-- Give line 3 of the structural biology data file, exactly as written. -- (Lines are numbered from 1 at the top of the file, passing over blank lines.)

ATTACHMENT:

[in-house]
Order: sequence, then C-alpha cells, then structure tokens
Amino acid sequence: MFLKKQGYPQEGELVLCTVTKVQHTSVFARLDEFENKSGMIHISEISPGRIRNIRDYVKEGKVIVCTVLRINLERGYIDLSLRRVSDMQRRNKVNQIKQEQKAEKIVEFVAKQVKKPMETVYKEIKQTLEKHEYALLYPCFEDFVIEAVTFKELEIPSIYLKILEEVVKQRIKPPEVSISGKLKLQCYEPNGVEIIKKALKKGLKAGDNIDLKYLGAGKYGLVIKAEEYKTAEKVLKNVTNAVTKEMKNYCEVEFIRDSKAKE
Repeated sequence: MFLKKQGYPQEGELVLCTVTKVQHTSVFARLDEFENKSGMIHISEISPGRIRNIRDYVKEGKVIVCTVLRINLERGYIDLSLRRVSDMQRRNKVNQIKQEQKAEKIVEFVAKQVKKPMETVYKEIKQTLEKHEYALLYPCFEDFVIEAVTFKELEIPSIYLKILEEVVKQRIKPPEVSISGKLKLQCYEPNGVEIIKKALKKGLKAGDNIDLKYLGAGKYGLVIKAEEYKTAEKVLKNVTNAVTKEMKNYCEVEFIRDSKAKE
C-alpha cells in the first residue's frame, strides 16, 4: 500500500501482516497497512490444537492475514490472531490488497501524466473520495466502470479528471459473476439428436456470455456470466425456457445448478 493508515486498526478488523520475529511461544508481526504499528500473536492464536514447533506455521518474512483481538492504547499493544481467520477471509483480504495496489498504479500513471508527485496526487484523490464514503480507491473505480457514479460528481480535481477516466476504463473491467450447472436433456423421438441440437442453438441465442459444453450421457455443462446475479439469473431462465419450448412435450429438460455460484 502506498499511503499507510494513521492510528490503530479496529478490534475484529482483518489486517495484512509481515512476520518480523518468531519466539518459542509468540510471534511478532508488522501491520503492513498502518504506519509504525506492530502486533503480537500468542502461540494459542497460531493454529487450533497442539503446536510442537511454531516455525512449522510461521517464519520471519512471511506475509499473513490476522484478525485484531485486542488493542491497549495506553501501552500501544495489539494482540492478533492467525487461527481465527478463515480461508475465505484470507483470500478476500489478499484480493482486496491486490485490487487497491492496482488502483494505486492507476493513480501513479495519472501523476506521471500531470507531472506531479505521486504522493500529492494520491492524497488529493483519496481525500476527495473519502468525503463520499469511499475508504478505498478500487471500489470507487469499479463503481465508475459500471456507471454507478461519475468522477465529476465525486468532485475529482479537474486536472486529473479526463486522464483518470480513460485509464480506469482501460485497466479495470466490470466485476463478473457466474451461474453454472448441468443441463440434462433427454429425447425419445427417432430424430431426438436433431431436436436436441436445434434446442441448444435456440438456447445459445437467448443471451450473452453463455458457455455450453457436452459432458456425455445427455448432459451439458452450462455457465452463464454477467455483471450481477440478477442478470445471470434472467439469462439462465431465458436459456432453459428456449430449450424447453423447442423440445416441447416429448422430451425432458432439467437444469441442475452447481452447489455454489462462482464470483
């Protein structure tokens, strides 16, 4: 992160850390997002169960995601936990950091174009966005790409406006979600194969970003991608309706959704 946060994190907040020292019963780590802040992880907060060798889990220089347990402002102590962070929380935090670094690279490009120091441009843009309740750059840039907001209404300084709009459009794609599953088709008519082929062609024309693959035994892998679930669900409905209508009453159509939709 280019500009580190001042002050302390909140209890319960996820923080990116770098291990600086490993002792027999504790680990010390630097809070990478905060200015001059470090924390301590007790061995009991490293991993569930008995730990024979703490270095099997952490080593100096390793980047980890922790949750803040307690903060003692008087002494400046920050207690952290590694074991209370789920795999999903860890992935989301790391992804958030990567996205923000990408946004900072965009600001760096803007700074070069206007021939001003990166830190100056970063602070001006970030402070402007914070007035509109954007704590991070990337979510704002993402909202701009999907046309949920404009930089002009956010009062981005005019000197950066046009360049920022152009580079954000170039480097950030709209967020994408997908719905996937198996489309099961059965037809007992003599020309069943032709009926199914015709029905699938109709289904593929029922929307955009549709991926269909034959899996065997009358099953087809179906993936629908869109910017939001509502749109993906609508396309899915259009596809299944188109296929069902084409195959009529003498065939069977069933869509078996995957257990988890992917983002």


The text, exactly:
Amino acid sequence: MFLKKQGYPQEGELVLCTVTKVQHTSVFARLDEFENKSGMIHISEISPGRIRNIRDYVKEGKVIVCTVLRINLERGYIDLSLRRVSDMQRRNKVNQIKQEQKAEKIVEFVAKQVKKPMETVYKEIKQTLEKHEYALLYPCFEDFVIEAVTFKELEIPSIYLKILEEVVKQRIKPPEVSISGKLKLQCYEPNGVEIIKKALKKGLKAGDNIDLKYLGAGKYGLVIKAEEYKTAEKVLKNVTNAVTKEMKNYCEVEFIRDSKAKE